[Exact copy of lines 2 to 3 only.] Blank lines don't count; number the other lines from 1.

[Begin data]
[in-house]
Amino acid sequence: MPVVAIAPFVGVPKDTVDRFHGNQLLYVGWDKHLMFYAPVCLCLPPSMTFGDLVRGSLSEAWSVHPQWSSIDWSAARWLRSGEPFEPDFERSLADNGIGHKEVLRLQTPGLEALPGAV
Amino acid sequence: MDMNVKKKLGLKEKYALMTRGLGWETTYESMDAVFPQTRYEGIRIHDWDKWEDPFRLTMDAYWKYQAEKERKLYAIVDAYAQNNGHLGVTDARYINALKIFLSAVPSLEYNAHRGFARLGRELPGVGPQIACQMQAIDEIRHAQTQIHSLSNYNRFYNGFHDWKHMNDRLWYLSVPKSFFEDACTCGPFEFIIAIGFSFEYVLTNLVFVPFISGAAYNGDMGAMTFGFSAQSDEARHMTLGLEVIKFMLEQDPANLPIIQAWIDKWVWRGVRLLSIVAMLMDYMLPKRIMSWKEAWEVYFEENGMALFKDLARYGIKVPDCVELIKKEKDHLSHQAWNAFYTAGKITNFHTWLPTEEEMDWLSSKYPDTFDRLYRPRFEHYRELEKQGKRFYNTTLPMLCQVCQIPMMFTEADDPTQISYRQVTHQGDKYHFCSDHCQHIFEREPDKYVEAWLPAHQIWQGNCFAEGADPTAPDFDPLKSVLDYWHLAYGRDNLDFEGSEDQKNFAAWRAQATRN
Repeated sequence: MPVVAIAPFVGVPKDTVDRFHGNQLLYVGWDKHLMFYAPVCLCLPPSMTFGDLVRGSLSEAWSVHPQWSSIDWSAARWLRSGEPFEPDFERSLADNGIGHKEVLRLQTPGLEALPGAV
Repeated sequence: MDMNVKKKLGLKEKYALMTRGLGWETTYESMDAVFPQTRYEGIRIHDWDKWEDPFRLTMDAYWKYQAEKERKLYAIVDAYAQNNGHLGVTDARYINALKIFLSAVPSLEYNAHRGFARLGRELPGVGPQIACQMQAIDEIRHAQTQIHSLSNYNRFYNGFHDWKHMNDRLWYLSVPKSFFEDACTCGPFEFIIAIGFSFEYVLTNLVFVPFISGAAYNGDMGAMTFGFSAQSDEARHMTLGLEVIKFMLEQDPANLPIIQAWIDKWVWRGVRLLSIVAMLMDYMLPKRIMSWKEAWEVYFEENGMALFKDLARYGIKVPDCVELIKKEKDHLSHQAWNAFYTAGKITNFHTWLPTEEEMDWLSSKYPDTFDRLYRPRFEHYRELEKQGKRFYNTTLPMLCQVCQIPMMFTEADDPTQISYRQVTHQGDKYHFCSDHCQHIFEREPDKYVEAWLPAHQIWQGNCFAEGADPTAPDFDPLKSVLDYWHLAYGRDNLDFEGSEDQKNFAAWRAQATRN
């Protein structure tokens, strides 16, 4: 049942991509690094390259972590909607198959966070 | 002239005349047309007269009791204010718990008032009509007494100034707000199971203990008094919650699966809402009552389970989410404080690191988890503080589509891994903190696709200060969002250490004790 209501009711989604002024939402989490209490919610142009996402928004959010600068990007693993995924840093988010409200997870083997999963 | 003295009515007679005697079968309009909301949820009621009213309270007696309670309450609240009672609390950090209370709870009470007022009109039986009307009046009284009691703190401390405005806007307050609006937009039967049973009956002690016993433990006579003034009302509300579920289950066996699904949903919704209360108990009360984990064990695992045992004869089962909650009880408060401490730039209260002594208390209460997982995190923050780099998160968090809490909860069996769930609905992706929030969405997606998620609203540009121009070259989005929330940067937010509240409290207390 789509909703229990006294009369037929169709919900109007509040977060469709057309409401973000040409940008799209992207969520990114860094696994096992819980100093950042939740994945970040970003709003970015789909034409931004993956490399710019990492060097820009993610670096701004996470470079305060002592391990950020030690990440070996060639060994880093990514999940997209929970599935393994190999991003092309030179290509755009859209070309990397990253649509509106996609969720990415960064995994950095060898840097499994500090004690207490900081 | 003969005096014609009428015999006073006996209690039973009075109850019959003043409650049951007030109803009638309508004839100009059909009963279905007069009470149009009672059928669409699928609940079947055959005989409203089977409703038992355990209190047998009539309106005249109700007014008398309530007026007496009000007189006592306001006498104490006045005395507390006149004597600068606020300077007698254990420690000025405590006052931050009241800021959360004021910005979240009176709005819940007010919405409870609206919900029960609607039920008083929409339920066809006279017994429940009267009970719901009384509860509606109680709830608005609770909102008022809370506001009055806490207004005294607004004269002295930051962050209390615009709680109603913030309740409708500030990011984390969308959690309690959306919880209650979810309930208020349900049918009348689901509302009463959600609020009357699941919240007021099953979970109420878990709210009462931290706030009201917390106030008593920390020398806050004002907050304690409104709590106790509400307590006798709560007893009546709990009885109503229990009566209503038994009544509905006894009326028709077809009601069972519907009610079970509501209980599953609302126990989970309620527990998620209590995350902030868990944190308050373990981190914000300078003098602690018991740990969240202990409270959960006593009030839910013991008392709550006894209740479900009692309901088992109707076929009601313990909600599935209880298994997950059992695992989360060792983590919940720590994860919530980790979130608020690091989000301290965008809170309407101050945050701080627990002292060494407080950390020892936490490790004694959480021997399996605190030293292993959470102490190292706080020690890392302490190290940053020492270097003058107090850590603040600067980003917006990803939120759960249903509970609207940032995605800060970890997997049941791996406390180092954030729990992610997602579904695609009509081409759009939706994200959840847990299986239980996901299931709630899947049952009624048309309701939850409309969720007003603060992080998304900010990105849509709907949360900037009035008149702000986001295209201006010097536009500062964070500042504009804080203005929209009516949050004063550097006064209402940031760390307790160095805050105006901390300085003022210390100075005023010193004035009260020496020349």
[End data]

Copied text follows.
Amino acid sequence: MPVVAIAPFVGVPKDTVDRFHGNQLLYVGWDKHLMFYAPVCLCLPPSMTFGDLVRGSLSEAWSVHPQWSSIDWSAARWLRSGEPFEPDFERSLADNGIGHKEVLRLQTPGLEALPGAV
Amino acid sequence: MDMNVKKKLGLKEKYALMTRGLGWETTYESMDAVFPQTRYEGIRIHDWDKWEDPFRLTMDAYWKYQAEKERKLYAIVDAYAQNNGHLGVTDARYINALKIFLSAVPSLEYNAHRGFARLGRELPGVGPQIACQMQAIDEIRHAQTQIHSLSNYNRFYNGFHDWKHMNDRLWYLSVPKSFFEDACTCGPFEFIIAIGFSFEYVLTNLVFVPFISGAAYNGDMGAMTFGFSAQSDEARHMTLGLEVIKFMLEQDPANLPIIQAWIDKWVWRGVRLLSIVAMLMDYMLPKRIMSWKEAWEVYFEENGMALFKDLARYGIKVPDCVELIKKEKDHLSHQAWNAFYTAGKITNFHTWLPTEEEMDWLSSKYPDTFDRLYRPRFEHYRELEKQGKRFYNTTLPMLCQVCQIPMMFTEADDPTQISYRQVTHQGDKYHFCSDHCQHIFEREPDKYVEAWLPAHQIWQGNCFAEGADPTAPDFDPLKSVLDYWHLAYGRDNLDFEGSEDQKNFAAWRAQATRN